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atteries in front and to the right of Lieutenant General Hood's line. 4th. If those batteries to the front and right of Hood's line could be taken by a special movement. These explanations, notestion. To his right was the line of Lieutenant General Hood's Corps, Army of Tennessee, forming ty to forty feet higher than the position of General Hood's line, and from forty to sixty feet higherssarily enfiladed a considerable portion of General Hood's line. Having made these examinations ohnston to come to his headquarters. Lieutenant General Hood was already with General Polk. Generatirely willing and ready to co-operate with General Hood to accomplish this object. After some momehat they could not hold their lines. Lieutenant General Hood then re-stated the reasons, and said could not hold his line an hour. Nor could he, Hood, hold his two hours if attacked in the morning. Upon these points Lieutenant Generals Polk and Hood entirely agreed, urging the offensive rather th[6 more...]
. Polk's Corps was transferred to the right of Hood's. * * * The Federal troops extended their entrarters that day (the 28th), as usual, Lieutenant General Hood suggested that we should make an attato be ready for battle next morning. Lieutenant General Hood was instructed to draw his corps out ng for the signal agreed upon — the musketry of Hood's Corps — from the appointed time until about I supposed, from the terms of this message, that Hood's Corps was in the presence of the enemy, and tIf the attack had been expedient when Lieutenant General Hood's message was dispatched, the resultiee, which you will immediately turn over to General Hood. * * * General Hood came to my quarters earGeneral Hood came to my quarters early in the morning of the i8th, and remained there during the day. Intelligence soon came from Major l Army was marching toward Atlanta, and, at General Hood's earnest request, I continued to give ordellows: Richmond, July 18th, I864. to Generals Hood, Hardee and Stewart. Your telegram of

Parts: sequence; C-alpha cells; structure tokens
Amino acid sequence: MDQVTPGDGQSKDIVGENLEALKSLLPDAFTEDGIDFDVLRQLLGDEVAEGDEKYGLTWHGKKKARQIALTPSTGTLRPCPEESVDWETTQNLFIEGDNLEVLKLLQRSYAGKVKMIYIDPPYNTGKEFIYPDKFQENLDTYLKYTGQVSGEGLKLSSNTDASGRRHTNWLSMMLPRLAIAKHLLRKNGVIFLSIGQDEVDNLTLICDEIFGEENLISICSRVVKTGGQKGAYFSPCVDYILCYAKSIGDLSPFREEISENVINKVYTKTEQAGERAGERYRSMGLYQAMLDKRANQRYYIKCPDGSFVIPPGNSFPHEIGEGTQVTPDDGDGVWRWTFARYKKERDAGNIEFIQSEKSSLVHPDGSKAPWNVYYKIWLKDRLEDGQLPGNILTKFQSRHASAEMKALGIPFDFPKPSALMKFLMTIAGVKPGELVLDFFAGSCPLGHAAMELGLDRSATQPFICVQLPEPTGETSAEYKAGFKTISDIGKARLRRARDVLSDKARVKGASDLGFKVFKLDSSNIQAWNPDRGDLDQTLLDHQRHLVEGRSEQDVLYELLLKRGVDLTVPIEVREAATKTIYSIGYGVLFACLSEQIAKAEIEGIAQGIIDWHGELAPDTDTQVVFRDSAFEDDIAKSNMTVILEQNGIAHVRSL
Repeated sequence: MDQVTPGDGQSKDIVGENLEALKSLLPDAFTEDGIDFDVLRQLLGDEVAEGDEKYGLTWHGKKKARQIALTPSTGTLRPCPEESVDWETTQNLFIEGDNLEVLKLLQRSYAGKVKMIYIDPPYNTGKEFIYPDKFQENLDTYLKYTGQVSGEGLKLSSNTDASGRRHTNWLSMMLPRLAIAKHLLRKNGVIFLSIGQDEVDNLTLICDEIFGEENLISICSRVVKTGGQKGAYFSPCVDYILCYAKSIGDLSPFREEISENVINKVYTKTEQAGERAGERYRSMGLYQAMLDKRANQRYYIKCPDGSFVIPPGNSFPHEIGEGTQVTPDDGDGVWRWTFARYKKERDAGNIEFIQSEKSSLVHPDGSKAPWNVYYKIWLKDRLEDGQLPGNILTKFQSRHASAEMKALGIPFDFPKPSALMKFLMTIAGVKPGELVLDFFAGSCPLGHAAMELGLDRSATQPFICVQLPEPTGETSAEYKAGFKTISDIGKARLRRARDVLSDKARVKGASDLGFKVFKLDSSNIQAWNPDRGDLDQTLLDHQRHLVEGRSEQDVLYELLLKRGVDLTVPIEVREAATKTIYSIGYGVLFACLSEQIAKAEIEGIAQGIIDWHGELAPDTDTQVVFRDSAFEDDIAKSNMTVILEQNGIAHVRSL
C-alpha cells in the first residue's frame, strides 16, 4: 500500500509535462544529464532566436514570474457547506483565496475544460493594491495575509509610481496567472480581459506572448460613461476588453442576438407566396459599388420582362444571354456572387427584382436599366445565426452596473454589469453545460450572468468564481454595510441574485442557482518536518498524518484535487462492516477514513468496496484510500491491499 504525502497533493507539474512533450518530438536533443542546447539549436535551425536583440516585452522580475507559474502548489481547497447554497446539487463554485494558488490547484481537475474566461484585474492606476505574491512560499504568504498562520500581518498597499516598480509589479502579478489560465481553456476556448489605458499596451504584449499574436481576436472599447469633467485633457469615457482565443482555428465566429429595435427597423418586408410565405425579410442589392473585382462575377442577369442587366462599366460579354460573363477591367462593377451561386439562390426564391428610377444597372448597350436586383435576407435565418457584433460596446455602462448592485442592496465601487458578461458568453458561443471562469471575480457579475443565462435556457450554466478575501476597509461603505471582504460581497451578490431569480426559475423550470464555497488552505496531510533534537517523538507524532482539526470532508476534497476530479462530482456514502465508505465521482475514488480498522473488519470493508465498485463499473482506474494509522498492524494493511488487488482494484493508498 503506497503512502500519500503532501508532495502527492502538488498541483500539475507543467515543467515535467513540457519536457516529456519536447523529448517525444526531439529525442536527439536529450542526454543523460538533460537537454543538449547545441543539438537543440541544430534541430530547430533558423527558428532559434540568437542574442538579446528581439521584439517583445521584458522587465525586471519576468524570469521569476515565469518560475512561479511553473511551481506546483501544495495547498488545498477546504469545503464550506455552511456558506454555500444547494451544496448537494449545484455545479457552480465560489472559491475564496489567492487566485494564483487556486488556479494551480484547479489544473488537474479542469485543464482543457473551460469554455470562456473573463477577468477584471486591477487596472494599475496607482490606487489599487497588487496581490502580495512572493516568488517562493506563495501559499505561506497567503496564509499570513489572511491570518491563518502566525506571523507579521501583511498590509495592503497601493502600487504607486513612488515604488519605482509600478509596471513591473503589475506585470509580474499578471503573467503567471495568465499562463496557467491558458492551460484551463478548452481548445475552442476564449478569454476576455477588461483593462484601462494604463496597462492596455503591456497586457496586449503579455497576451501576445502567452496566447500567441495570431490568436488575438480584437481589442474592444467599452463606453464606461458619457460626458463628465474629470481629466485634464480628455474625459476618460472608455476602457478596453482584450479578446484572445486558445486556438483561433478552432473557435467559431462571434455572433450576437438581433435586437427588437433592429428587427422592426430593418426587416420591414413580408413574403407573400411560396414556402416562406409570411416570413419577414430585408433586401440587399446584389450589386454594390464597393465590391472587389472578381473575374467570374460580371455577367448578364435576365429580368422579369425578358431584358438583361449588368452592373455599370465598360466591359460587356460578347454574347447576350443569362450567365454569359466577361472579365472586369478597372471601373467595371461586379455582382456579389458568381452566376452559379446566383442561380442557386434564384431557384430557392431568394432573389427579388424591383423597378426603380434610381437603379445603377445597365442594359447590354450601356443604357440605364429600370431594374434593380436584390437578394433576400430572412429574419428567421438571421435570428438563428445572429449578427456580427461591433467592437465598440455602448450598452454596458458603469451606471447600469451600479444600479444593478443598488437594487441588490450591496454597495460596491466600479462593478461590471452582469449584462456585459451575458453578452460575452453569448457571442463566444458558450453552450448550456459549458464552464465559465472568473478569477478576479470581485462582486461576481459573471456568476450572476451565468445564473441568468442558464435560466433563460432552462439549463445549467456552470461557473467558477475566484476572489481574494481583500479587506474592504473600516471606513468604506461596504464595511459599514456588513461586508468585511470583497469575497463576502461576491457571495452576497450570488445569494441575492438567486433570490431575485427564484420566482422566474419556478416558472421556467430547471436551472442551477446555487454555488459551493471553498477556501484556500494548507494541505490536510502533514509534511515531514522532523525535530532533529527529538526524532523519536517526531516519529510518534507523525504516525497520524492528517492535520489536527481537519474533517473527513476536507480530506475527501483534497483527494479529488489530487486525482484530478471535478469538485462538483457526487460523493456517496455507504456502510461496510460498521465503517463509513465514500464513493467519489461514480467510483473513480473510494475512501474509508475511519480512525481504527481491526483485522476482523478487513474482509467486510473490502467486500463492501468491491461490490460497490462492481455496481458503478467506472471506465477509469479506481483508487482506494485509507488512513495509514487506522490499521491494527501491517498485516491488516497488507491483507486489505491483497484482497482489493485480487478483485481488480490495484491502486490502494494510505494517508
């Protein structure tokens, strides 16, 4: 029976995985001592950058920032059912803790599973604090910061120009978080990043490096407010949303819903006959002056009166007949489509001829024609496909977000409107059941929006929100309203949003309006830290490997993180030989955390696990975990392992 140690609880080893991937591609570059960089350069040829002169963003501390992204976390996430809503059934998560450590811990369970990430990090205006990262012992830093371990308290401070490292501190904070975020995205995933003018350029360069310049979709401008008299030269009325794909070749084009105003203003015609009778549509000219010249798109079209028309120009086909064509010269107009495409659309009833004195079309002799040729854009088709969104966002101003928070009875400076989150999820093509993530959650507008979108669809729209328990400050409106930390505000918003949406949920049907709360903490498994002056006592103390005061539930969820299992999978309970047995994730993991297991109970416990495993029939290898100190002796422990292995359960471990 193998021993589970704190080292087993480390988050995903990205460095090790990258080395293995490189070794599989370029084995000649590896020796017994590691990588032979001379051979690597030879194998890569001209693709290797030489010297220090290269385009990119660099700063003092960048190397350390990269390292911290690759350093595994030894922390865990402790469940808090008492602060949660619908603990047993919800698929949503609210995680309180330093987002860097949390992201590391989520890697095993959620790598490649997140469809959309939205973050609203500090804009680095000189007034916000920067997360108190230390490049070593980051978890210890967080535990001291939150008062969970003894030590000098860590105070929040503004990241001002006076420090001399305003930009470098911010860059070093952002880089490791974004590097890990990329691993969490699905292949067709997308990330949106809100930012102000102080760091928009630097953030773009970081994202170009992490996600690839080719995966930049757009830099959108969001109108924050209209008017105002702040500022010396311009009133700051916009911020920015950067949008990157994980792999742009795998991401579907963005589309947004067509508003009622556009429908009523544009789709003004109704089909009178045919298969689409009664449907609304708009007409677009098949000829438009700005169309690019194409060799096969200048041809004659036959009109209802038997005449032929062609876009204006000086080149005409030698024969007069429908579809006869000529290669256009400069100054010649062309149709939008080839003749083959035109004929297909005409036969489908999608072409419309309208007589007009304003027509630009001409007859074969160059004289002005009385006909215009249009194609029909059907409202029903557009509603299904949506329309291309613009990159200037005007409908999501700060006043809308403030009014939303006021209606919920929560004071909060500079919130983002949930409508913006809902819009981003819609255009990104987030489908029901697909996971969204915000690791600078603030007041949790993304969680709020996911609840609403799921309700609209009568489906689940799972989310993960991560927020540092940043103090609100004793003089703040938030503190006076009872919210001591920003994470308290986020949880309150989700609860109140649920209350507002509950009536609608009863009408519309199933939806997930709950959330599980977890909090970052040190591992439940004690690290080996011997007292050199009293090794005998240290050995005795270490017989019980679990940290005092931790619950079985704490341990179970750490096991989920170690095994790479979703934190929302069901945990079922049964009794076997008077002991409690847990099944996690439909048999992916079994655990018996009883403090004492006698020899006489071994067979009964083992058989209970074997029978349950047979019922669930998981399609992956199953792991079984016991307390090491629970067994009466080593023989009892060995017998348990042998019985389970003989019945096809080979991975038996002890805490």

us the Johnston school — Johnston's plan to hold Atlanta forever. General Johnston makes the following arraignment : Johnston's Narrative, page 365. General Hood asserts in his published report, that the Army had become demoralized when he was appointed to command it, and ascribes his invariable defeats partly to that cock to Petersburg: they in truth are the opposite of one another. General Johnston states, Johnston's Narrative, page 350. In transferring the command to General Hood I explained my plans to him. He may have said somewhat to me in regard to his plans — if, indeed, he had at any time resolved upon the defence of Atlanta — buat in General Jos. E. Johnston's forthcoming book appears the following statement: Johnston's Narrative, pages 350, 351. In transferring the command to General Hood I explained my plans to him. First, I expected an opportunity to engage the enemy on terms of advantage while they were divided in crossing Peach Tree creek, t<